UB to Host Buffalo Premiere of Prize-Winning Greek Film

By Mara McGinnis

Release Date: October 17, 1997 This content is archived.


BUFFALO, N.Y. -- An epic odyssey through the Balkan Peninsula will unfold in the Buffalo film premiere of the 1995 Theo Angelopoulos film, "Ulysses' Gaze," a modern rendition of Homer's "Odyssey" starring Harvey Keitel. The film will be screened on Saturday, Nov. 1, in the Center for the Arts Screening Room on the University at Buffalo North (Amherst) Campus.

Admission for the premiere is $20 per person and includes a champagne reception beginning at 2 p.m., followed by a lecture and the film.

Two additional screenings of the film will be held at 3 and 7 p.m. on Sunday, Nov. 2. Admission will be $5.50.

The event will be sponsored by Kerry S. Grant, dean of the UB Faculty of Arts and Letters, and the Hellenic Cultural Committee of Western New York. Proceeds will benefit the Program in Modern Greek offered through UB's World Languages Institute.

"Ulysses' Gaze," filmed in Greece, Italy, France and the Balkans, won the Grand Jury Prize and International Critics Prize at the 1995 Cannes International Film Festival.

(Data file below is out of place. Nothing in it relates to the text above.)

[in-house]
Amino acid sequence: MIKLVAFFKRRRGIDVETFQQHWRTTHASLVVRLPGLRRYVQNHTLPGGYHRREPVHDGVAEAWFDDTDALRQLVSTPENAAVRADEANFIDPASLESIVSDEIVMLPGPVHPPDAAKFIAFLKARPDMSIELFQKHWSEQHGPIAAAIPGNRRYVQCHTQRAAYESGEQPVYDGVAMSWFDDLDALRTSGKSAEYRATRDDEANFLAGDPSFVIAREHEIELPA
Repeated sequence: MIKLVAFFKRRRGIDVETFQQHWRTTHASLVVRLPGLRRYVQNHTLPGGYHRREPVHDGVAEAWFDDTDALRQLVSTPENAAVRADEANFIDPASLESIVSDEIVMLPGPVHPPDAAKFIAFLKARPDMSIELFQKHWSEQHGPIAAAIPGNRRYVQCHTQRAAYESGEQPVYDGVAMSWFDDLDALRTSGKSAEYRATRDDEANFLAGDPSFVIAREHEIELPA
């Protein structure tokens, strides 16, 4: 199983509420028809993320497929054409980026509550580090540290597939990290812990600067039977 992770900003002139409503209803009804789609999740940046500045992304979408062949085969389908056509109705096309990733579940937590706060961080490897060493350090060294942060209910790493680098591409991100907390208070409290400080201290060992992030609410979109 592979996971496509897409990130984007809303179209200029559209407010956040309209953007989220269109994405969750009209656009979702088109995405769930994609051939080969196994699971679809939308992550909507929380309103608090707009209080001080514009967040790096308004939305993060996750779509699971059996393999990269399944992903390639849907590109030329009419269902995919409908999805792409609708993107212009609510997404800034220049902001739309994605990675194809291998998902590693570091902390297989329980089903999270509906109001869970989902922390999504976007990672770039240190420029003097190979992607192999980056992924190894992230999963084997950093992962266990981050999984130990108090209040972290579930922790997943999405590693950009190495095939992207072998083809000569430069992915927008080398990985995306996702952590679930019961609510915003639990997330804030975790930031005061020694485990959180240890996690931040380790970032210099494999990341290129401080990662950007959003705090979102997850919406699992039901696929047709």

Angelopoulos, considered one of the most influential directors in contemporary cinema, has received numerous prizes for his films, including the European Felix Award for Best Picture -- the equivalent to the American Oscar -- for "Landscape in the Mist" in 1988.

In "Ulysses' Gaze," Keitel stars as a Homeric Greek film director who embarks on a quest from Athens to Sarajevo to find three long-lost reels of undeveloped film shot by two Balkan brothers in another era. The journey portrayed in the film gives viewers a compelling eyewitness account of war-torn Sarajevo, while addressing the conflict that is still unraveling in the Balkan states. It also reflects the demise of communism in Eastern Europe.

The lecture preceding the screening will be presented by Peter Pappas, a noted authority on Greek cinematography, who will discuss the film's historical implications, as well as the connection between the film and modern culture.

For more information or tickets for the premiere screening, call Stefanos C. Papazaharias, coordinator of the Program in Modern Greek, at (716) 645-6902, ext. 1494.